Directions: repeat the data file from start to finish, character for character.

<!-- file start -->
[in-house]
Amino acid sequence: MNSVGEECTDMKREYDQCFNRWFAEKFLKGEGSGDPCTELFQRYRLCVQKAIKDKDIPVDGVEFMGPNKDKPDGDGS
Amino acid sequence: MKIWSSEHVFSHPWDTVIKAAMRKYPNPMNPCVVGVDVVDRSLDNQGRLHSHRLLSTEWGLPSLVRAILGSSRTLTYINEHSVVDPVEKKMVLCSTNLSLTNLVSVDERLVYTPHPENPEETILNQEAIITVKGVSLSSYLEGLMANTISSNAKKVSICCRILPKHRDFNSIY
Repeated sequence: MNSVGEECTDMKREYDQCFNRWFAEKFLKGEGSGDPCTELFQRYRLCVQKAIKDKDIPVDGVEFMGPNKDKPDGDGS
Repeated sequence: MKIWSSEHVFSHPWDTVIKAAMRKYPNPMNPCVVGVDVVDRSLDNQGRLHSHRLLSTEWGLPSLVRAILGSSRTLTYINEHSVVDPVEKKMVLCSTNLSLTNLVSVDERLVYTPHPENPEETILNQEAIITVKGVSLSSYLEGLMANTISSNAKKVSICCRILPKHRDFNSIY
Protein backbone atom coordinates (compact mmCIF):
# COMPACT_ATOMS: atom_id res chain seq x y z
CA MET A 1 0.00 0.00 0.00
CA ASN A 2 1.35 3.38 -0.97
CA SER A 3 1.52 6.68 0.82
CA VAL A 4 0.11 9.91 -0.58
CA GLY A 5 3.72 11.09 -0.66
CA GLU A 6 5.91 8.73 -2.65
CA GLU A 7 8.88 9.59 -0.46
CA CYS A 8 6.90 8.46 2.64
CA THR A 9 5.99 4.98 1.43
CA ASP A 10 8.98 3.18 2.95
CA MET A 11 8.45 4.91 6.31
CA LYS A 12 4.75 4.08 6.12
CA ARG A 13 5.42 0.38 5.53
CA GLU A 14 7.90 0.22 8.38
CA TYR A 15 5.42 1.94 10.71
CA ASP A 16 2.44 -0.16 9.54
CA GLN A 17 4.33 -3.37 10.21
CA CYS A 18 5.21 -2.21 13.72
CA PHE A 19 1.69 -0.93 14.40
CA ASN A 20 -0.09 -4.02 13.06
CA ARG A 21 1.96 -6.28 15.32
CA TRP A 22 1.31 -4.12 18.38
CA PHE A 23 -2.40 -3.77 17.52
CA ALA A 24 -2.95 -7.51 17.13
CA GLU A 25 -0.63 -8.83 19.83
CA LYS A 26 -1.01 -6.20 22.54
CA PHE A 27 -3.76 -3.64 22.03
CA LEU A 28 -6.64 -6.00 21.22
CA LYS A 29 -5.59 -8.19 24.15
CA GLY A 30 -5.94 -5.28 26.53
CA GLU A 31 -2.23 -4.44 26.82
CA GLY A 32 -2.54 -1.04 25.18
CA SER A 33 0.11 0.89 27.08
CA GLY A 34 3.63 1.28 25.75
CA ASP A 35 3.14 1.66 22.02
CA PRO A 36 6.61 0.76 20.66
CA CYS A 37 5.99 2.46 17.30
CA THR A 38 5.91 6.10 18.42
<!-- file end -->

[in-house]
Amino acid sequence: MNSVGEECTDMKREYDQCFNRWFAEKFLKGEGSGDPCTELFQRYRLCVQKAIKDKDIPVDGVEFMGPNKDKPDGDGS
Amino acid sequence: MKIWSSEHVFSHPWDTVIKAAMRKYPNPMNPCVVGVDVVDRSLDNQGRLHSHRLLSTEWGLPSLVRAILGSSRTLTYINEHSVVDPVEKKMVLCSTNLSLTNLVSVDERLVYTPHPENPEETILNQEAIITVKGVSLSSYLEGLMANTISSNAKKVSICCRILPKHRDFNSIY
Repeated sequence: MNSVGEECTDMKREYDQCFNRWFAEKFLKGEGSGDPCTELFQRYRLCVQKAIKDKDIPVDGVEFMGPNKDKPDGDGS
Repeated sequence: MKIWSSEHVFSHPWDTVIKAAMRKYPNPMNPCVVGVDVVDRSLDNQGRLHSHRLLSTEWGLPSLVRAILGSSRTLTYINEHSVVDPVEKKMVLCSTNLSLTNLVSVDERLVYTPHPENPEETILNQEAIITVKGVSLSSYLEGLMANTISSNAKKVSICCRILPKHRDFNSIY
Protein backbone atom coordinates (compact mmCIF):
# COMPACT_ATOMS: atom_id res chain seq x y z
CA MET A 1 0.00 0.00 0.00
CA ASN A 2 1.35 3.38 -0.97
CA SER A 3 1.52 6.68 0.82
CA VAL A 4 0.11 9.91 -0.58
CA GLY A 5 3.72 11.09 -0.66
CA GLU A 6 5.91 8.73 -2.65
CA GLU A 7 8.88 9.59 -0.46
CA CYS A 8 6.90 8.46 2.64
CA THR A 9 5.99 4.98 1.43
CA ASP A 10 8.98 3.18 2.95
CA MET A 11 8.45 4.91 6.31
CA LYS A 12 4.75 4.08 6.12
CA ARG A 13 5.42 0.38 5.53
CA GLU A 14 7.90 0.22 8.38
CA TYR A 15 5.42 1.94 10.71
CA ASP A 16 2.44 -0.16 9.54
CA GLN A 17 4.33 -3.37 10.21
CA CYS A 18 5.21 -2.21 13.72
CA PHE A 19 1.69 -0.93 14.40
CA ASN A 20 -0.09 -4.02 13.06
CA ARG A 21 1.96 -6.28 15.32
CA TRP A 22 1.31 -4.12 18.38
CA PHE A 23 -2.40 -3.77 17.52
CA ALA A 24 -2.95 -7.51 17.13
CA GLU A 25 -0.63 -8.83 19.83
CA LYS A 26 -1.01 -6.20 22.54
CA PHE A 27 -3.76 -3.64 22.03
CA LEU A 28 -6.64 -6.00 21.22
CA LYS A 29 -5.59 -8.19 24.15
CA GLY A 30 -5.94 -5.28 26.53
CA GLU A 31 -2.23 -4.44 26.82
CA GLY A 32 -2.54 -1.04 25.18
CA SER A 33 0.11 0.89 27.08
CA GLY A 34 3.63 1.28 25.75
CA ASP A 35 3.14 1.66 22.02
CA PRO A 36 6.61 0.76 20.66
CA CYS A 37 5.99 2.46 17.30
CA THR A 38 5.91 6.10 18.42